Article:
While a lot of his food take inspiration from local dishes such as chicken rice and elevating them to fine dining standards, he really excels when he’s creating playful dishes that aren’t what they appear to be. Case in point: a chicken liver pâté dish that masquerades as a crème caramel, and an elaborate egg dish that treats egg yolks in multiple ways (cured in miso, solidified, slow cooked in prawn oil, and made into pasta).
Verdict: Bold food jam-packed with flavours and textures, and often with a cheeky twist.
Cream – an extension of The Roast Things – is one of the best new coffee roasters and specialists in the city at the moment; the proof is in their excellently poured filtered brews, which come in both hot and cold temperatures, allowing for comparison of notes between the two. The baristas here take their time with each order, considering all aspects of preparing your drink. An upside is that the baristas are able to explain each coffee origin with informed accuracy, and are able to consistently put on a show with a smile.
Verdict: One of the ‘new wave’ coffee bars/roasters championing light- to medium-roast coffee.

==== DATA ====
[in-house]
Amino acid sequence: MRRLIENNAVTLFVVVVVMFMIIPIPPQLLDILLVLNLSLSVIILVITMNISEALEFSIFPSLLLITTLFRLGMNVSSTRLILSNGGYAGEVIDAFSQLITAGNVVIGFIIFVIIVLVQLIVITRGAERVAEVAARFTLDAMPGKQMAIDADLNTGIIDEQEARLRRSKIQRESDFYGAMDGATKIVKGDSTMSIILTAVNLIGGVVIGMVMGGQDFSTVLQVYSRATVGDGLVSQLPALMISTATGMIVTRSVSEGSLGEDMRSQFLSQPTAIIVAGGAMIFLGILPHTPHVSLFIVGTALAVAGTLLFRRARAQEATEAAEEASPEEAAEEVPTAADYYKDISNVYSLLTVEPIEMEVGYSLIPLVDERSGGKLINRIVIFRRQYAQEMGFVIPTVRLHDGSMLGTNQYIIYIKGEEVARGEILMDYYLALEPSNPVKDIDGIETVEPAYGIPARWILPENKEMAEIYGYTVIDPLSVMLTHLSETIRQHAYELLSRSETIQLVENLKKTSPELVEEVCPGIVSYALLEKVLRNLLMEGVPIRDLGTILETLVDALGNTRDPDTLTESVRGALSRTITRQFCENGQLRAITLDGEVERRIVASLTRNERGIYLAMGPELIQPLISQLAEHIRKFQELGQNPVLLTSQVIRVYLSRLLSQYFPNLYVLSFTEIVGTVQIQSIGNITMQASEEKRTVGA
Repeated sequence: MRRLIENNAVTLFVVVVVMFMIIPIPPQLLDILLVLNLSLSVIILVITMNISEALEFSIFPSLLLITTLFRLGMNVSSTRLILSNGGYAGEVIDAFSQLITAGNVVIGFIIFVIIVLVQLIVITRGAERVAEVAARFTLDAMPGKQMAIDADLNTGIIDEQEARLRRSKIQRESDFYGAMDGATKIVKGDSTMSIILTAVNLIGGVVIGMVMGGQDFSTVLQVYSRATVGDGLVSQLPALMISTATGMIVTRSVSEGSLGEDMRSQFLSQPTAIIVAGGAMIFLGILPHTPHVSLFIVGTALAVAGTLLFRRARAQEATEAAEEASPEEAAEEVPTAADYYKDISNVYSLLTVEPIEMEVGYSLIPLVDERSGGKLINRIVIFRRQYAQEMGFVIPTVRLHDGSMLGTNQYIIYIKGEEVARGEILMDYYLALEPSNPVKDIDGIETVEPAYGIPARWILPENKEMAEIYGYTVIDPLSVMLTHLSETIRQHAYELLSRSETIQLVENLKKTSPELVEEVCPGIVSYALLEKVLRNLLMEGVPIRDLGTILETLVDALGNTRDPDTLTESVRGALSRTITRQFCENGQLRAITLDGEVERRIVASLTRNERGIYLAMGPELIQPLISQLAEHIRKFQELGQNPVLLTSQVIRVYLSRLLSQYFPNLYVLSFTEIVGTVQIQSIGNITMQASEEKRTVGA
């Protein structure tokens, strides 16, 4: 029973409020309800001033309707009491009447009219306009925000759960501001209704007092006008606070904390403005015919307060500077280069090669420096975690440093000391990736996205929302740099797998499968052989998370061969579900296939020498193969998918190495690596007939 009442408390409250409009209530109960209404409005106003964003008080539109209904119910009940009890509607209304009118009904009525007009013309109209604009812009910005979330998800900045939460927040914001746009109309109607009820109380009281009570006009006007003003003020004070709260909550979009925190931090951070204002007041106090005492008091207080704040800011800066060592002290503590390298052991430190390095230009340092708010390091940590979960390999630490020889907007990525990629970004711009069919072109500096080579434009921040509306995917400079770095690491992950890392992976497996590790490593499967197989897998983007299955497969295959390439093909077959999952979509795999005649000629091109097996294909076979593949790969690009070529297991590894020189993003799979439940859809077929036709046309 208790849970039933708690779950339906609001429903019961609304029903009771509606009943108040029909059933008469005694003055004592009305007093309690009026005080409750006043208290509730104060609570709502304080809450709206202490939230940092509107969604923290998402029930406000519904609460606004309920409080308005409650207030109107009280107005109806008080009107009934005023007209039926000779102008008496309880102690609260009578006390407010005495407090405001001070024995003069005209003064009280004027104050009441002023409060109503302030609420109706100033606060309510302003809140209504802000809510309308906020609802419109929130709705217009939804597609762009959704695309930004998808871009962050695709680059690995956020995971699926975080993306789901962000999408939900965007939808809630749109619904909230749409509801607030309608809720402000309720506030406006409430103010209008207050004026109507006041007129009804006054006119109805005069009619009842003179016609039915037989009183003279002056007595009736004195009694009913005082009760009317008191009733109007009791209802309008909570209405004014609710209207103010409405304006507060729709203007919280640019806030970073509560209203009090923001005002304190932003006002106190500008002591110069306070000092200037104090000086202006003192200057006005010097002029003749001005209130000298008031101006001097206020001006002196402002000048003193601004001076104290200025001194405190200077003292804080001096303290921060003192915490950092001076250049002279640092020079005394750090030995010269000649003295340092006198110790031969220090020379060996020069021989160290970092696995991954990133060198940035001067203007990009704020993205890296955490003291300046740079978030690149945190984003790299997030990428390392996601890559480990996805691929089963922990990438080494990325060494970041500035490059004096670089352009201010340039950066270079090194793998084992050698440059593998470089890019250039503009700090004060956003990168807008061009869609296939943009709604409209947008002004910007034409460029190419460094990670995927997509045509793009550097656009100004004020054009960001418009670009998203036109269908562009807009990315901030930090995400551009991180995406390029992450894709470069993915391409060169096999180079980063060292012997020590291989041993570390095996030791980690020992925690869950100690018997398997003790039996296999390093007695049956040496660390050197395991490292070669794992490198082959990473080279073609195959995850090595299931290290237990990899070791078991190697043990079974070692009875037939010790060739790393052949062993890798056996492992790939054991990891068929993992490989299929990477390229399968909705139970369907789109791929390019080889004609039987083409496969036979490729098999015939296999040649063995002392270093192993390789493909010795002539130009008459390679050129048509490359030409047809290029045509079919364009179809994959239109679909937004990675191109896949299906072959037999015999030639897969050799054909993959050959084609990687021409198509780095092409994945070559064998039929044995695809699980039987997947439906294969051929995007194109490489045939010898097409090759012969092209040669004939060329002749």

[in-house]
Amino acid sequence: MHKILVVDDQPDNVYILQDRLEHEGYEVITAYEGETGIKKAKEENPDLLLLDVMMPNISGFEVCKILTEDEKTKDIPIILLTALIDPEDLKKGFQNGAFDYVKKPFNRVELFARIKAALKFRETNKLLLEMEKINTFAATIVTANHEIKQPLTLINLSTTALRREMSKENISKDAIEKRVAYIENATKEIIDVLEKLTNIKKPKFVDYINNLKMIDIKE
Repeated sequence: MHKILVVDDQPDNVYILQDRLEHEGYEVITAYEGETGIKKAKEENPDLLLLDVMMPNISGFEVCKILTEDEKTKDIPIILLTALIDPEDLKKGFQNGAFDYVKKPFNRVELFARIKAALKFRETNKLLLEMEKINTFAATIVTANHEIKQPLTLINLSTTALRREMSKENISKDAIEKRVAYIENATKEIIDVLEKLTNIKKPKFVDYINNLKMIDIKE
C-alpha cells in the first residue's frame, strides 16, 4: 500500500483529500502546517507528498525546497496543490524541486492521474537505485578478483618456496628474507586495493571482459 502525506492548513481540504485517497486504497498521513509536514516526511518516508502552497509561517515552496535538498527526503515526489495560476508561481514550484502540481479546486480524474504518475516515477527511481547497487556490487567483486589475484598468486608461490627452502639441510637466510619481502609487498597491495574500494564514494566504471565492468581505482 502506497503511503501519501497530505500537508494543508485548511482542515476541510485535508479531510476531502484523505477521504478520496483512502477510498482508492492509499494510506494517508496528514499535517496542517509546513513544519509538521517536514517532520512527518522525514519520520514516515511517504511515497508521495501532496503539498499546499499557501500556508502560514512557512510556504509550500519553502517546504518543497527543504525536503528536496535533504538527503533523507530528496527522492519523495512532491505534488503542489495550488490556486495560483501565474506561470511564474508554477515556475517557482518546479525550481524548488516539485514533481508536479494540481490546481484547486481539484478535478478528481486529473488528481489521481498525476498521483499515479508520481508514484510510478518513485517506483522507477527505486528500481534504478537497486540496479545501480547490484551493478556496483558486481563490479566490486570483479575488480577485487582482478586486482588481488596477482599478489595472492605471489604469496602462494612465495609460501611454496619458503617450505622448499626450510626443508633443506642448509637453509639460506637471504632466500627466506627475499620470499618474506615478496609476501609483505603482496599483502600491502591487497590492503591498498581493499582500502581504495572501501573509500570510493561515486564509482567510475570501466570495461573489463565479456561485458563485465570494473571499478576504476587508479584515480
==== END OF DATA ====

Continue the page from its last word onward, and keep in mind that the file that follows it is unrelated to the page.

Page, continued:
Stylish and refined, Foo Foo Fine Desserts is a sweet treat in TTDI. Opened by pastry chef Chong Kin Foo, an alumnus of Le Cordon Bleu Sydney, Foo Foo serves up desserts with delicate flavour combinations, all beautifully plated. At a time when our city’s café scene is choked with big breakfasts and cakes sitting in chillers, their thoughtfully plated desserts come as a refreshing upgrade, a much-needed boost to the scene.
Attention to detail is evident – the pavlova is made up of layers of pillowy meringue, complete with an eggshell-thin crust and velvety lime Chantilly, while the spiced Shiraz poached pear is paired with chrysanthemum ice cream and osmanthus jelly. As the menu is updated every other month, there’s always a reason to visit. Fine desserts indeed.
Verdict: Restaurant-quality desserts in a casual café setting. Plus a keen mastery in inventive ice cream flavours.